My usual route, I-540, was shut down to one lane due to a traffic accident, or so the flashing sign on I-40 East said. Rats!  Rush-hour traffic + one less way around Raleigh available = MAJOR TRAFFIC JAM.  We may not have loads of restaurants, theaters, and sports events in Rocky Mount, but we don’t have to contend with ALL THAT TRAFFIC either.

But I’m home now, back East, where my laid-back summer life can resume. I’ve checked on my backyard crops, and the cucumber plants have a few blooms.  The vines haven’t really taken off yet like they do some years, spilling over from the edge of the shrub bed into the adjoining yard. I hope I’m not in for a slim crop this year.  I’ve been looking forward to having cucumbers to share with family and neighbors.


Plus, having a bumper cucumber crop is a point of pride for me. You see, cucumbers and I go way back.  When I was a kid growing up in Edgecombe County, one of my summer jobs was picking cucumbers that were sold for pickling (see last Sunday’s column:

I guess I consider myself something of a cucumber expert since I learned that

  • while growing, cucumbers need a lot of water so as not to turn bitter,
  • when conditions are right, cucumbers grow very quickly and require constant picking,
  • smaller cucumbers fetch more money at the cucumber sorting station than large ones.

Need I go on? I’m sure I can wrack my brain for more cucumber trivia, but let me leave you with a picture of my hill of squash. I’m expanding my shrub bed gardening this year.




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The Mountains in May

I can’t recall ever going to the North Carolina mountains in May. I’ve taken the occasional family summer trip in July or more often, gone in October to check out the stunning fall foliage.

But there have been years when I didn’t get to the mountains at all. It’s a long drive from eastern North Carolina. And I’m more of a beach person.

If you live in Charlotte, though, the mountains are closer than the beach. My middle daughter and her husband, Charlotteans, have bought a vacation home in Beech Mountain, 25 miles on the other side of Boone. She wanted her dad and me to visit Mother’s Day weekend.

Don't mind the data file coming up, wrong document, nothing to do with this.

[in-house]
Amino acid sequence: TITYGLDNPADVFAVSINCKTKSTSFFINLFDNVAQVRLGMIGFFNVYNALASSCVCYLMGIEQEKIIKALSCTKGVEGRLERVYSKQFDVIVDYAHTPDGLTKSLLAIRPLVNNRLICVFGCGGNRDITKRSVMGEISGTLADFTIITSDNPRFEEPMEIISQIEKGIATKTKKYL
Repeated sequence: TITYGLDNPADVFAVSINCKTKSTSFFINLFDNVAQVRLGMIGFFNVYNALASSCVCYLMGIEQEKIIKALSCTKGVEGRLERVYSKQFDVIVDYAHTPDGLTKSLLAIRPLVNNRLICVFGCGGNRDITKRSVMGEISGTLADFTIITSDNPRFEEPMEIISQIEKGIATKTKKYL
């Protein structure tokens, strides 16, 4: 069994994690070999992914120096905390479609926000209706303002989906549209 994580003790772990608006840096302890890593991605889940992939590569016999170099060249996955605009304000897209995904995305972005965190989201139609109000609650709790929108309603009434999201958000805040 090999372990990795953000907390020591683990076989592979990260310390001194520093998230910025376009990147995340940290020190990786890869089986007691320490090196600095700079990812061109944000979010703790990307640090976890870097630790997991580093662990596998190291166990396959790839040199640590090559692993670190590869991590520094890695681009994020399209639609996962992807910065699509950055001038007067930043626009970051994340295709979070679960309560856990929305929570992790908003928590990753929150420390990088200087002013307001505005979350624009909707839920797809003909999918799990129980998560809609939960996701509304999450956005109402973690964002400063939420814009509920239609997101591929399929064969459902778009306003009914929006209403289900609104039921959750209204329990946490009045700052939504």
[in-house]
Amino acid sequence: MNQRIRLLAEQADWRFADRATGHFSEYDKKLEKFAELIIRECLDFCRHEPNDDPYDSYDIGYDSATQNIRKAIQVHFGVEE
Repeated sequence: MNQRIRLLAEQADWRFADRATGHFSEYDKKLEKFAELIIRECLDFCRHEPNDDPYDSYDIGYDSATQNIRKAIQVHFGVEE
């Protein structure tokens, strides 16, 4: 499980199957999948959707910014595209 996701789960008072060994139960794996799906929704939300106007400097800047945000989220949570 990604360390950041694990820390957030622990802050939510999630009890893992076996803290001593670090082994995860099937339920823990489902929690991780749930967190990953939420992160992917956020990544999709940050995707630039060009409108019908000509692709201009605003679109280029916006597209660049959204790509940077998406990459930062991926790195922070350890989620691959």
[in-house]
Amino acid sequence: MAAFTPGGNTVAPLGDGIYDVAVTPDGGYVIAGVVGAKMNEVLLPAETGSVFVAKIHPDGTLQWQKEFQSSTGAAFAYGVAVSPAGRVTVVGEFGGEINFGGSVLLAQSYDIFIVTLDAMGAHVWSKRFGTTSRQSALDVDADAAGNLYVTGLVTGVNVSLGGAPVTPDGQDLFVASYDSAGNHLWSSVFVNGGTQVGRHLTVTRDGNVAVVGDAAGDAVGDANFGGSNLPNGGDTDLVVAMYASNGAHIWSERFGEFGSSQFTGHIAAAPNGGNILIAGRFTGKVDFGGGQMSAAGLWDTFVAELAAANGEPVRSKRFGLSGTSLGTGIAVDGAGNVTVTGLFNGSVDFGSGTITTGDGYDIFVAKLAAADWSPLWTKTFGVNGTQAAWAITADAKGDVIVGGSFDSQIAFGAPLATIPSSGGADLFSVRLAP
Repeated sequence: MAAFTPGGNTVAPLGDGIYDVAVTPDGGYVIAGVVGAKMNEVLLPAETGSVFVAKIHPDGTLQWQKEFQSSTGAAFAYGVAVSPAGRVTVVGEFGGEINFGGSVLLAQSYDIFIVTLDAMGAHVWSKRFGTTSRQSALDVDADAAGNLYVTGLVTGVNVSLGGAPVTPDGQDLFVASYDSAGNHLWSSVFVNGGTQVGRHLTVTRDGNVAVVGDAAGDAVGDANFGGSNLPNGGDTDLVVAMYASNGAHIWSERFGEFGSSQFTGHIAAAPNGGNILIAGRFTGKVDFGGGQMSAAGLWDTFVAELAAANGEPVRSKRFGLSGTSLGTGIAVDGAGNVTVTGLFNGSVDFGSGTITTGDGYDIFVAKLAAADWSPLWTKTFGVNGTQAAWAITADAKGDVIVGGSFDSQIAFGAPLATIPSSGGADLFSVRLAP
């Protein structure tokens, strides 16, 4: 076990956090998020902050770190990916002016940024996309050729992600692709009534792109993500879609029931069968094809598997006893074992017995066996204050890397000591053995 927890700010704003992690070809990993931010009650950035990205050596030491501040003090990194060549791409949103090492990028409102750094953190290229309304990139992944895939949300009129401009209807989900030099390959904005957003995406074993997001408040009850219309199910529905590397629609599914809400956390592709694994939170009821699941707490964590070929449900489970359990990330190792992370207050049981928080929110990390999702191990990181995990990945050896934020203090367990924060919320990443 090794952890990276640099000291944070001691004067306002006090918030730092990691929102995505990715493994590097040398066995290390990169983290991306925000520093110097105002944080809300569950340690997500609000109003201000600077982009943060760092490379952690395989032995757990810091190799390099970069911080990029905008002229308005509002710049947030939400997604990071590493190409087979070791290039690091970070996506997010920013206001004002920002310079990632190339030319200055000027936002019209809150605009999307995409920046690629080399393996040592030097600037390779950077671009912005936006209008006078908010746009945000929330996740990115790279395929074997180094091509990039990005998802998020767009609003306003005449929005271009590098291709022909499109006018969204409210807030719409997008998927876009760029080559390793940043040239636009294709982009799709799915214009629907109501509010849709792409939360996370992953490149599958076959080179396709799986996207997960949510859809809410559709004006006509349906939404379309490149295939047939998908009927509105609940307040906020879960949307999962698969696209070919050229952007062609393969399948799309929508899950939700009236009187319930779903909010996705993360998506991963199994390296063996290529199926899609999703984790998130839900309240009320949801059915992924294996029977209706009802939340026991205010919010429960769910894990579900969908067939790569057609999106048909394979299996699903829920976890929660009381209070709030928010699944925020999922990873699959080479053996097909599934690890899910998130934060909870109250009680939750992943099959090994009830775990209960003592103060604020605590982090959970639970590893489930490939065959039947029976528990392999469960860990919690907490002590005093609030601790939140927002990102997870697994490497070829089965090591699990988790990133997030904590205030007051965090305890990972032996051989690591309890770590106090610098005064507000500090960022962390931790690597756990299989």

It was close to a five-hour drive counting in a rest area stop or two. Well, actually, that was the trip going home.  On the way there, we got as far as Boone and then rewarded ourselves with a big country dinner at the Daniel Boone Inn. We needed fuel for that last 25 miles.  Eating at 5:30 on a Thursday afternoon in May, we just did beat the crowd.  There was a line at the door when we left.  I can’t even imagine how busy the restaurant must be during the peak of tourist season.


Yes, I ate it all.

My daughter’s house sits on a hill—or maybe a small mountain? We had to keep an eye on her boys, ages 4 and 19 months, to be sure they didn’t take a step off the side of the yard and go rolling down.


A steep front yard

It was Mother’s Day weekend and temperatures at home soared into the low 90s. But we enjoyed comfortable upper 70s as we walked along the dirt road in front of the house, stopping to admire gurgling streams. The trees were just beginning to leaf out, being a couple of weeks behind those in the eastern part of the state.


Who doesn’t love a gurgling mountain stream?

There was no air conditioning in the mountain house, but we didn’t miss it. Open windows and ceiling fans kept us cool, even a little chilly at times.

Arriving home on Sunday afternoon, I discovered there was no air conditioning on the second floor of my house in Rocky Mount. Open windows and ceiling fans didn’t work to relieve the stifling upstairs heat.  (Click here to read about my wait for HVAC assistance:

I wasn’t in the mountains anymore.